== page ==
How fast could Yahoo! stock drop 35 percent?

Yahoo!'s (YHOO) second quarter earnings were weak. Sales were down 13 percent. Cost-cutting was essential to the portal company's profits, which were minuscule. Carol Bartz, the new CEO, made a great deal of noise about the web site's new design. Yahoo! then gave guidance that was ugly and tentative.

Lost in all of the excitement about Yahoo!'s future was the single fact that if Microsoft (MSFT) does not make an offer to tie up its search business with the No. 2 search company, Yahoo!'s shares will go from over $17, where they trade now, straight back to $11, where they traded six months ago -- a 35 percent drop. Yahoo!'s dependence on the display ad market is an Achilles heel, particularly if the new Microsoft search engine, Bing, keeps gaining ground.

Yahoo!'s stock price is so dependent on the possibility of a partnership with Microsoft that recent rumors about the transaction pushed Yahoo!'s stock from under $14.50 to over $17 in a matter of days.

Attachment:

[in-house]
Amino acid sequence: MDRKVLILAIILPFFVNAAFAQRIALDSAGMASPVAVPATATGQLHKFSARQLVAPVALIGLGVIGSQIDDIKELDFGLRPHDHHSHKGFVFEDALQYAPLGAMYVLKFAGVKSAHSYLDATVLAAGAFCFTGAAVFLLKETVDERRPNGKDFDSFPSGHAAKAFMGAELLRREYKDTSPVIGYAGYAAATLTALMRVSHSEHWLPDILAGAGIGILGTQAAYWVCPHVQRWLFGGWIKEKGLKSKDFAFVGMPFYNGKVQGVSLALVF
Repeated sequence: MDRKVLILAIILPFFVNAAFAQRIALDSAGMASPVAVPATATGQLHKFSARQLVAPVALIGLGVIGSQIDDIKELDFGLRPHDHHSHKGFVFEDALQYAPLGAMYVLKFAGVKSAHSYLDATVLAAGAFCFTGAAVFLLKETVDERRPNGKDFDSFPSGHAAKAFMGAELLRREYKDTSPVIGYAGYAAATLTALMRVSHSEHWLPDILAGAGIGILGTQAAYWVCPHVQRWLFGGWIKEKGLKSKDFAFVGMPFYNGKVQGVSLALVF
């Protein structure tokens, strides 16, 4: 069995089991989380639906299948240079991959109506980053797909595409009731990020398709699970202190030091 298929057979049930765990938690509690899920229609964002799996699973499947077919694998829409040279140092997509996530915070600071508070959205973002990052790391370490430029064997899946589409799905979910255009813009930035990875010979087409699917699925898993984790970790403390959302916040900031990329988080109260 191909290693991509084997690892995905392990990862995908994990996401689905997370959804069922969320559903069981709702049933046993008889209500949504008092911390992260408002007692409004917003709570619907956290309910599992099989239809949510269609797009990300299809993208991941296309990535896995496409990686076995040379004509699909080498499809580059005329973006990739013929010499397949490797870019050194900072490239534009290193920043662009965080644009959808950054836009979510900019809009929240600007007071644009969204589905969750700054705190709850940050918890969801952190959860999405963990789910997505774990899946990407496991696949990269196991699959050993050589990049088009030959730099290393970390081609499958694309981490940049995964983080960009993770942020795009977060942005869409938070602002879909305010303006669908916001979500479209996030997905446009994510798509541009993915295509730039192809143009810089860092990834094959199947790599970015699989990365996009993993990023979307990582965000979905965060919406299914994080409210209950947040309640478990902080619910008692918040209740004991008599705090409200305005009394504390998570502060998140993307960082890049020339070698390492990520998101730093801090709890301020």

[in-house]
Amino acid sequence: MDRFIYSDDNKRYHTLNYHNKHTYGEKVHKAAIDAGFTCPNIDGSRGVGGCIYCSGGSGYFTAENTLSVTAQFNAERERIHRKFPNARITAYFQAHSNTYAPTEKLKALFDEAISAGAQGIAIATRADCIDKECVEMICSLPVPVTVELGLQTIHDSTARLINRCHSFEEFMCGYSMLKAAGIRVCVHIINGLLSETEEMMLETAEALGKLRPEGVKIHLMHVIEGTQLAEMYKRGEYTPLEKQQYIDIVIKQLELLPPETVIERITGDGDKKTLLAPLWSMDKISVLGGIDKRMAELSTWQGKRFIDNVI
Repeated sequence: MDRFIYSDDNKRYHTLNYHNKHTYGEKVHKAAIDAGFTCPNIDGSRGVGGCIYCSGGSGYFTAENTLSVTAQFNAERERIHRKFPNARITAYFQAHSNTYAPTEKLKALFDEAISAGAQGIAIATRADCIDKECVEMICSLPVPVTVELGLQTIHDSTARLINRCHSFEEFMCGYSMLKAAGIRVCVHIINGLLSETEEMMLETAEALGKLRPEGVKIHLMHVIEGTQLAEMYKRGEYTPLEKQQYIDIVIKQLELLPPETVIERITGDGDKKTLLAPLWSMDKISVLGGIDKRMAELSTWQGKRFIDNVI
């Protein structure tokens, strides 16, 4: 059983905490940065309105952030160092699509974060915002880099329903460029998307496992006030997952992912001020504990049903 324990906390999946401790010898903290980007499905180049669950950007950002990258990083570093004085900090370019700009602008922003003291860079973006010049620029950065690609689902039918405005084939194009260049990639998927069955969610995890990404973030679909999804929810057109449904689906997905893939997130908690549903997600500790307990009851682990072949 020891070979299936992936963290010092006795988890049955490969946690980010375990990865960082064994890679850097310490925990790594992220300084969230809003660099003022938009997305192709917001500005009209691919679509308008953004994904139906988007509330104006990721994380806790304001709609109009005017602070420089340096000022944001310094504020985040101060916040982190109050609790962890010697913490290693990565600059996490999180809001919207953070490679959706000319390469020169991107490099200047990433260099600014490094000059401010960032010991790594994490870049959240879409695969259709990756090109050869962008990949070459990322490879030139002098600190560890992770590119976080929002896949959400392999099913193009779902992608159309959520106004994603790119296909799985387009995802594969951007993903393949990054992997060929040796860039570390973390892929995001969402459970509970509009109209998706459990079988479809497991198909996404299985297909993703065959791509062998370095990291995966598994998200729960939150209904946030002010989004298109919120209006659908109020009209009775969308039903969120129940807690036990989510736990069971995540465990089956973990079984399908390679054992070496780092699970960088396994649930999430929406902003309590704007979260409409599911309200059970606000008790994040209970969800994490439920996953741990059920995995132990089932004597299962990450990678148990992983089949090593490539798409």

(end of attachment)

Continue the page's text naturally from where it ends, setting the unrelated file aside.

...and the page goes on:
If a deal between the two companies is supposed to be imminent, there are no real signs of it. "Negotiations" have dragged on for months. The market's excitement about the deal is bound to falter if nothing happens before the end of the July.

Yahoo! is not much of a business without Microsoft. The company's guidance for the next quarter is not much better than for an operating income break-even. Without the Redmond deal, Yahoo! is dead meat.

Douglas A. McIntyre is an editor at 24/7 Wall St.

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